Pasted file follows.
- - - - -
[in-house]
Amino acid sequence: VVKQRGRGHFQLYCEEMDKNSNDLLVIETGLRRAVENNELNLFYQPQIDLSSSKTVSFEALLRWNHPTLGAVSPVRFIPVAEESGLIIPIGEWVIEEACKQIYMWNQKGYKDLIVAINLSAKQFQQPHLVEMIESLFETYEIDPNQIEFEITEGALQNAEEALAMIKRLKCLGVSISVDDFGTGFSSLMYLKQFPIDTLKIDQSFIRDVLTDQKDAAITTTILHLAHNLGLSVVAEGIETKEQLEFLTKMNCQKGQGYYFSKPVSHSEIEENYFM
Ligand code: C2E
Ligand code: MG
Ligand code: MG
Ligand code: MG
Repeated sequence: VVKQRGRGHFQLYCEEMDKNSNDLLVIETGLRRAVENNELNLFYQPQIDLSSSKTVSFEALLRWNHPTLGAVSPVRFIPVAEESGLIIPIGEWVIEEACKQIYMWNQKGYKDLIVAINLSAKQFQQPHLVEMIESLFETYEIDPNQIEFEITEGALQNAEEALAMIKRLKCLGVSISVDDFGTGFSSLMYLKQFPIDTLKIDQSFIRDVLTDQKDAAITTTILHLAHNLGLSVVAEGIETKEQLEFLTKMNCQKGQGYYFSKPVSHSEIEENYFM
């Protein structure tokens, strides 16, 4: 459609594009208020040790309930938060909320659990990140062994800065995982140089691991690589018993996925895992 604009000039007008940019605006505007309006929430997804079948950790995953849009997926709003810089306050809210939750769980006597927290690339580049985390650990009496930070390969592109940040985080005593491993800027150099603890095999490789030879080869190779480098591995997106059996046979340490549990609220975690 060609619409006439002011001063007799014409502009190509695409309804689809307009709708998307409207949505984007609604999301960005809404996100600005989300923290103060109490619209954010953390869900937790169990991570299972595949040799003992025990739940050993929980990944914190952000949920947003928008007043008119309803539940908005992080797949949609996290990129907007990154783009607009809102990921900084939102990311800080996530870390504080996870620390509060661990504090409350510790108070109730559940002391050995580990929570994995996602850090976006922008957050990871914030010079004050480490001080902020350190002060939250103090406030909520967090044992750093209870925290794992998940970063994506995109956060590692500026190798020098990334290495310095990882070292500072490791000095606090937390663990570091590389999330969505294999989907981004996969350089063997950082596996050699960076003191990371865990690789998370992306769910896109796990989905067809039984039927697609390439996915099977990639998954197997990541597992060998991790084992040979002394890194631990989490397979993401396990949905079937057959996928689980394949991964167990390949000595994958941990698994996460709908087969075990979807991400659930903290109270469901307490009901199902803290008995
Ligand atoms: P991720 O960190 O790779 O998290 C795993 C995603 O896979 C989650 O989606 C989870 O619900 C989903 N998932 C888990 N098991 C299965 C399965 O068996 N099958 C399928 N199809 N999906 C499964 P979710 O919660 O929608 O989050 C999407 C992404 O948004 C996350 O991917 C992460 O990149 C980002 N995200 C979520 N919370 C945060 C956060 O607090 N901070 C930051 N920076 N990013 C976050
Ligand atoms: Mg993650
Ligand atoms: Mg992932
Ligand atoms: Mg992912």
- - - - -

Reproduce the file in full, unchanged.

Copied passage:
[in-house]
Amino acid sequence: VVKQRGRGHFQLYCEEMDKNSNDLLVIETGLRRAVENNELNLFYQPQIDLSSSKTVSFEALLRWNHPTLGAVSPVRFIPVAEESGLIIPIGEWVIEEACKQIYMWNQKGYKDLIVAINLSAKQFQQPHLVEMIESLFETYEIDPNQIEFEITEGALQNAEEALAMIKRLKCLGVSISVDDFGTGFSSLMYLKQFPIDTLKIDQSFIRDVLTDQKDAAITTTILHLAHNLGLSVVAEGIETKEQLEFLTKMNCQKGQGYYFSKPVSHSEIEENYFM
Ligand code: C2E
Ligand code: MG
Ligand code: MG
Ligand code: MG
Repeated sequence: VVKQRGRGHFQLYCEEMDKNSNDLLVIETGLRRAVENNELNLFYQPQIDLSSSKTVSFEALLRWNHPTLGAVSPVRFIPVAEESGLIIPIGEWVIEEACKQIYMWNQKGYKDLIVAINLSAKQFQQPHLVEMIESLFETYEIDPNQIEFEITEGALQNAEEALAMIKRLKCLGVSISVDDFGTGFSSLMYLKQFPIDTLKIDQSFIRDVLTDQKDAAITTTILHLAHNLGLSVVAEGIETKEQLEFLTKMNCQKGQGYYFSKPVSHSEIEENYFM
């Protein structure tokens, strides 16, 4: 459609594009208020040790309930938060909320659990990140062994800065995982140089691991690589018993996925895992 604009000039007008940019605006505007309006929430997804079948950790995953849009997926709003810089306050809210939750769980006597927290690339580049985390650990009496930070390969592109940040985080005593491993800027150099603890095999490789030879080869190779480098591995997106059996046979340490549990609220975690 060609619409006439002011001063007799014409502009190509695409309804689809307009709708998307409207949505984007609604999301960005809404996100600005989300923290103060109490619209954010953390869900937790169990991570299972595949040799003992025990739940050993929980990944914190952000949920947003928008007043008119309803539940908005992080797949949609996290990129907007990154783009607009809102990921900084939102990311800080996530870390504080996870620390509060661990504090409350510790108070109730559940002391050995580990929570994995996602850090976006922008957050990871914030010079004050480490001080902020350190002060939250103090406030909520967090044992750093209870925290794992998940970063994506995109956060590692500026190798020098990334290495310095990882070292500072490791000095606090937390663990570091590389999330969505294999989907981004996969350089063997950082596996050699960076003191990371865990690789998370992306769910896109796990989905067809039984039927697609390439996915099977990639998954197997990541597992060998991790084992040979002394890194631990989490397979993401396990949905079937057959996928689980394949991964167990390949000595994958941990698994996460709908087969075990979807991400659930903290109270469901307490009901199902803290008995
Ligand atoms: P991720 O960190 O790779 O998290 C795993 C995603 O896979 C989650 O989606 C989870 O619900 C989903 N998932 C888990 N098991 C299965 C399965 O068996 N099958 C399928 N199809 N999906 C499964 P979710 O919660 O929608 O989050 C999407 C992404 O948004 C996350 O991917 C992460 O990149 C980002 N995200 C979520 N919370 C945060 C956060 O607090 N901070 C930051 N920076 N990013 C976050
Ligand atoms: Mg993650
Ligand atoms: Mg992932
Ligand atoms: Mg992912």